(Amendment 26 from a theological perspective, by Dr. Bill Ury)

And what about IVF? Well, if 26 passes it would mean that some IVF tactics would have to change. The discarding of unwanted successfully fertilized eggs for example would become banned, but then again, why shouldn’t it be? If human life begins at conception, does it matter where the conception took place (whether inside the womb or out)? The same is true with the circumstances of the conception. I know this can be a very unpopular position, but if a baby is conceived as a result of rape or incest is it still not a baby just the same? Why should the innocent pay for the crime of the guilty? I know these are very difficult situations that deal with very tough decisions, but Amendment 26 would finally provide the legal framework that would protect the voiceless innocent.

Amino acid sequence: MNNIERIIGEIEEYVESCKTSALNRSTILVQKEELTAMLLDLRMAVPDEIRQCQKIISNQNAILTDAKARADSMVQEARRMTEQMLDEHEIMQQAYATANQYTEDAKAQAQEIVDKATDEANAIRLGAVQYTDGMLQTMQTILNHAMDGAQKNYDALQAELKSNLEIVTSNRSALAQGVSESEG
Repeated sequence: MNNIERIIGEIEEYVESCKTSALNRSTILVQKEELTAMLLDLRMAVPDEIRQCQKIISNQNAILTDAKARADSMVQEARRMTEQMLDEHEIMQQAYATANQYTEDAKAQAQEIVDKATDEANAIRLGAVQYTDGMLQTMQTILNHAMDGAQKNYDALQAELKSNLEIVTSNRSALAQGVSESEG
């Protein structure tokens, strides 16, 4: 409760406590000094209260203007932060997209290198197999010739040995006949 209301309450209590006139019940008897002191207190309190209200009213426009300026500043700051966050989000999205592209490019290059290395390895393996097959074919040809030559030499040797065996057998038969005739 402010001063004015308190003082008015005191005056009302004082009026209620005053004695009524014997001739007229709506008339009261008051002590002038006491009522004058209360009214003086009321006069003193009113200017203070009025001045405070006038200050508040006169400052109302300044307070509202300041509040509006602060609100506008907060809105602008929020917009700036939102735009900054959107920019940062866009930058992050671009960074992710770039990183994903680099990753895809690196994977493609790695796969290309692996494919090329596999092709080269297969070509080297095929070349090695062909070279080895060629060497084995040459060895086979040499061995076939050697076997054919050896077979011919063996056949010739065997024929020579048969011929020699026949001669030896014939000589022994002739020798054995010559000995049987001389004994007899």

I’m sure there are other issues of this discussion that I have not addressed or exhaustively thought through. I am not a scientist or a woman, but I don’t think that precludes the possibility of me forming a sound moral position on the issue of life. And ultimately I am willing to grapple with the side-effects of 26’s passage for the sake of outlawing abortion. It is a small price to pay, I think, for ending the most barbaric, immoral practice in the history of the world in the state of Mississippi.

In my humble estimation, we’d be crazy not to vote ‘yes’ on 26.

(P.S. If you disagree with me, that’s fine. Just be respectful in stating your disagreements. I’m not trying to start a war with anyone, but this is an important issue that needs to be discussed.)

7 thoughts on “I Support Mississippi Amendment 26

  1. I am starting to hear of pro-lifers voting against Am26, so I'm trying to figure out why… I'm sad I can't vote in Mississippi. I'd love to be a part of this history. I know a lot of legislation will have to come after its (hopeful) passing, but I think that starting down this road is a good thing. Hopefully other states will follow. Thanks for your thoughts, Sean. =) -Leah